Stanford Medicine Newsletter Updates For the Local Community


New center brings unique services closer to families

Stanford Children's Health Specialty Services-Sunnyvale features lots of family-friendly amenities.


In May, Stanford Children’s Health opened the doors to a new pediatric subspecialty center to expand access to outpatient care for children and adolescents and couples dealing with fertility issues.

Stanford Children’s Health Specialty Service-Sunnyvale brings Stanford Medicine’s world-class expertise closer to patients so that families don’t have to travel as far to receive the highest standards of care. Outpatient procedures and follow-up care are offered close to South Bay homes, reducing travel time and stress and opening more slots to see a specialist.

The 80,000-square-foot building houses more than 20 clinical subspecialties, including dermatology, urology, neurology and pediatric development. Designed for flexibility and comfort, it features large and comfortable exam rooms, adjacent changing rooms, adaptable meeting spaces and plenty of family-friendly design.

The new center also is home to unique medical and therapeutic services that feature the latest technology available. This includes an EEG and pulmonary function lab, a phototherapy room and a radiology suite with ultrasound, fluoroscopy and bone density scanning. A high-tech lab is dedicated to the diagnosis and rehabilitation of sports injuries, including concussions, in young athletes.

“Bringing access to specialty care closer to home is part of our response to an evolving health care environment,” said Kim Roberts, chief strategy officer and chief administrative officer of physician practices at Stanford Children’s Health. “Many kids may be treated initially at Lucile Packard Children’s Hospital Stanford, but their follow-up and ongoing care can be provided close to where they live.”

Care for complex conditions

Ensuring that preeminent specialty care is more accessible for patients who need it is a huge plus for families, especially in the fast-growing South Bay region. It’s a model that reduces travel time and stress and creates more availability for those needing appointments. Of the more than 500,000 visits last year to Stanford Children’s Health facilities, including Packard Children’s Hospital, more than half were specialty care visits. These include chronic, complex or rare conditions such as cerebral palsy, lupus, diabetes and kidney disease that require ongoing care from pediatricians with specialized training in these complex illnesses.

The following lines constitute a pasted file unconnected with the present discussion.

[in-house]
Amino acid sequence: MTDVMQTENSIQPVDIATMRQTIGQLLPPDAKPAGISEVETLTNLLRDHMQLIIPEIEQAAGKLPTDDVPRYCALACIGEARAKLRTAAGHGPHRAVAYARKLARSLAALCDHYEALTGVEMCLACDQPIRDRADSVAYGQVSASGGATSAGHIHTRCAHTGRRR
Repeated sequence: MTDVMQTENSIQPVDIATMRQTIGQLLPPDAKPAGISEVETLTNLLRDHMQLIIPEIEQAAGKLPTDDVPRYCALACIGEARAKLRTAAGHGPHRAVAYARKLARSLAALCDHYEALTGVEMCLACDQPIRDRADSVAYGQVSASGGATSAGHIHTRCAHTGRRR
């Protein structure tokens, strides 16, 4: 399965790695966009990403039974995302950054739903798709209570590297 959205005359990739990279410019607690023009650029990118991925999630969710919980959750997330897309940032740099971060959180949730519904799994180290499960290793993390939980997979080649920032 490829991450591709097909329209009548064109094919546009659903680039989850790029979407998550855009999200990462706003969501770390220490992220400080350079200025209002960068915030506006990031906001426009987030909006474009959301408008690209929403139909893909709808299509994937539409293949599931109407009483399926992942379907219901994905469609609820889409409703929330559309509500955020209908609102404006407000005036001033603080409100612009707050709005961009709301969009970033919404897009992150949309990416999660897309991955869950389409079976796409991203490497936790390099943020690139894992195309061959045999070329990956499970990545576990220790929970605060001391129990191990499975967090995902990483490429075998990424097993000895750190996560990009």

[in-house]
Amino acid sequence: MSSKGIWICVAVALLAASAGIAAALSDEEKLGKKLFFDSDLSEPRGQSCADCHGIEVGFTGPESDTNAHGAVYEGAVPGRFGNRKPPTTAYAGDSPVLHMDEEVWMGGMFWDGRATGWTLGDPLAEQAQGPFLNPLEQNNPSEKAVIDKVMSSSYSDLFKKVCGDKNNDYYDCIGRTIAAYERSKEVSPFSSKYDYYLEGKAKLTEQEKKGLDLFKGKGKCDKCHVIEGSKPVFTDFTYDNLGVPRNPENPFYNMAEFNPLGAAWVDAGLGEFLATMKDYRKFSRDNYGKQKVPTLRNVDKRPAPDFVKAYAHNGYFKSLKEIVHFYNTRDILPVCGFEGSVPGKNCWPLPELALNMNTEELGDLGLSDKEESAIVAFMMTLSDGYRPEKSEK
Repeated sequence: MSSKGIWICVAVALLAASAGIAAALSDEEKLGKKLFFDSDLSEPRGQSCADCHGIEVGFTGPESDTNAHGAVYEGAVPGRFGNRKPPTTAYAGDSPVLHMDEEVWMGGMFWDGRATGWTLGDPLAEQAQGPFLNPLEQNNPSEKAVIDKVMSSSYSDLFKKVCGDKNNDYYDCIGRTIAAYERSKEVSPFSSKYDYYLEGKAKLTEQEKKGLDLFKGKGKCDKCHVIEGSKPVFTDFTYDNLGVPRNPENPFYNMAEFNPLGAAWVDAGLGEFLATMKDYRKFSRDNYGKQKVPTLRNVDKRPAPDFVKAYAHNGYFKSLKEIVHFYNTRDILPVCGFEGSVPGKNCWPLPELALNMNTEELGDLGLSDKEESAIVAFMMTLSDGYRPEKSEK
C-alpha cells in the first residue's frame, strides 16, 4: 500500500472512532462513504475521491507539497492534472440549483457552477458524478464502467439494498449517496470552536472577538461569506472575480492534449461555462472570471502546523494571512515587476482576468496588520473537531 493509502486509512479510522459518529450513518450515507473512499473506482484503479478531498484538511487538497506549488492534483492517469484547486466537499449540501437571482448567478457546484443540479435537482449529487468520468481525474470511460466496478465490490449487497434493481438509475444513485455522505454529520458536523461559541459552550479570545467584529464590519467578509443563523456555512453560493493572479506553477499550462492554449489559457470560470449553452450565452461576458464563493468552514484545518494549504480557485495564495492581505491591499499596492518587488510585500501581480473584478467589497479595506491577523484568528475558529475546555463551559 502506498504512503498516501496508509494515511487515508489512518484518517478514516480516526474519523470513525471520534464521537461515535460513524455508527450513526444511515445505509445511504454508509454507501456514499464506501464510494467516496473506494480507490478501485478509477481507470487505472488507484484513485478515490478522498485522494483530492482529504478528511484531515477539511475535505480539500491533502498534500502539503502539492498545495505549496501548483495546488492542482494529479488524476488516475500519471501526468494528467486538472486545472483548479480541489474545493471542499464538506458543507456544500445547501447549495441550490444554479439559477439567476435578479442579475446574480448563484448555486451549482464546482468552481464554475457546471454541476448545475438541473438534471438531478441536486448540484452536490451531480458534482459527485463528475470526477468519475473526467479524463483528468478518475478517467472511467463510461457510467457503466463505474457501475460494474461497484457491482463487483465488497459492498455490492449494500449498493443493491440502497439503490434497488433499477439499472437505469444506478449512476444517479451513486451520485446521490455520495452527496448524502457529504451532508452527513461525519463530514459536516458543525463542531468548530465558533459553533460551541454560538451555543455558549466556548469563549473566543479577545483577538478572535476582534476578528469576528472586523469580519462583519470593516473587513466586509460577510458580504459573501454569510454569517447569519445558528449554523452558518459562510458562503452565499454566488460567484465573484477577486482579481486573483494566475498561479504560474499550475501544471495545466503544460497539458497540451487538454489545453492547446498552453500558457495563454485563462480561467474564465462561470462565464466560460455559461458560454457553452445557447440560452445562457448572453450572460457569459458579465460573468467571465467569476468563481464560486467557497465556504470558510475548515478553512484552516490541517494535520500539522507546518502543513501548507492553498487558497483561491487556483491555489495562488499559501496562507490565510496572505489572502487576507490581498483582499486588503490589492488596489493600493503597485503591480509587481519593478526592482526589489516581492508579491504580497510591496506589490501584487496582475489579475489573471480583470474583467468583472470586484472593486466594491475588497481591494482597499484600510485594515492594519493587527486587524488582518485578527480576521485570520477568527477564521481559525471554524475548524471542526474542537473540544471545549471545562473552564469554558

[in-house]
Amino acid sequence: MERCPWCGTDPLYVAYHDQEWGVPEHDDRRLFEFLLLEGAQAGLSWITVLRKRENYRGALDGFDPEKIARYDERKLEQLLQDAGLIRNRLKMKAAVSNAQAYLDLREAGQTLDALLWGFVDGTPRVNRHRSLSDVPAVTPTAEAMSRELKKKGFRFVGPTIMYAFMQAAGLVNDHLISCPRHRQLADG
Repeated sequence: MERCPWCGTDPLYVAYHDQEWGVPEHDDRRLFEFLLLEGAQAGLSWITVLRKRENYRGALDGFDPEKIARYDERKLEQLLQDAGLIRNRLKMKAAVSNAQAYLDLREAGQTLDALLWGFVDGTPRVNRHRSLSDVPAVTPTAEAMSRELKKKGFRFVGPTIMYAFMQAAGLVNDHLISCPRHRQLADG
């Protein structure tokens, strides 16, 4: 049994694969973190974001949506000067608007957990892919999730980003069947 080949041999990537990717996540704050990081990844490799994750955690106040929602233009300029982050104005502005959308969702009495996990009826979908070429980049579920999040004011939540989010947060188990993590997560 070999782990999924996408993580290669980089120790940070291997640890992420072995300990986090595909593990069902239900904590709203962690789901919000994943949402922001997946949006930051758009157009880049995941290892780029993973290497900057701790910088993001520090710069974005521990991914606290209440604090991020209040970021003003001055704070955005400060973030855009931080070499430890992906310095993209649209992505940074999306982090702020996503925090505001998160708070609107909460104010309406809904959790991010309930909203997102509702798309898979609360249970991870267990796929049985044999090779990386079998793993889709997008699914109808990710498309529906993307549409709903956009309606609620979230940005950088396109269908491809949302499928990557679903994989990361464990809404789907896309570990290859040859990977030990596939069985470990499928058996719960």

“We are addressing a change from hospital-centered care to health needs that are managed locally,” said Roberts. “Most kids may be treated initially at the hospital, but their follow-up can be done close to where they live. Stanford Children’s Health Specialty Services-Sunnyvale represents the next generation of how we are putting the family experience first.”

Unique features

To address the growing number of injuries among young athletes, the center includes a 6,000-square-foot Pediatric Motion and Sports Performance Lab to analyze and rehabilitate children with neuromuscular disorders or sports injuries, including concussions. Its state-of-the-art equipment includes an antigravity treadmill, virtual reality simulation, an adaptive gait analysis machine and electromyography, a diagnostic procedure to assess the health of muscles and nerve cells. The lab also will allow researchers to study the science of movement in young people.

For couples seeking fertility treatment, the building houses the center for Stanford Medicine Fertility and Reproductive Health, which consolidates reproductive endocrinology and infertility services into one site. Open seven days a week, the expanded service includes 10 exam rooms, five consultation rooms, two treatment suites and a telemedicine suite. The IVF lab suite houses embryology and micro-manipulation equipment and features a state-of-the-art air filtration system.

“The lab and facilities are unmatched, from workflow layout to ergonomics to air quality,” said Barry Behr, PhD, professor of obstetrics and gynecology and director of the IVF laboratory. “By consolidating into one suite, we will be more comfortable for patients and more efficient in our procedures, which may lead to better outcomes.”

Support services

The building incorporates another unique feature: a radio-frequency identification system to streamline care and improve the patient experience, including a more efficient check-in and less waiting time.

Other services, such as Recreation Therapy & Child Life, social services, nutrition and on-call interpreters, are available onsite for immediate access for families. For staff, the center offers ongoing shuttles to and from the nearby Caltrain station, a private lactation room and spacious locker rooms with showers.

“The center strikes a balance, where we are close to the community and create a contemporary space to support physician practice,” Roberts said. “The building is flexible enough to grow in areas where demand is greatest. It’s not so much about square footage as it is about patient flow to make a positive experience for both visitors and staff.”

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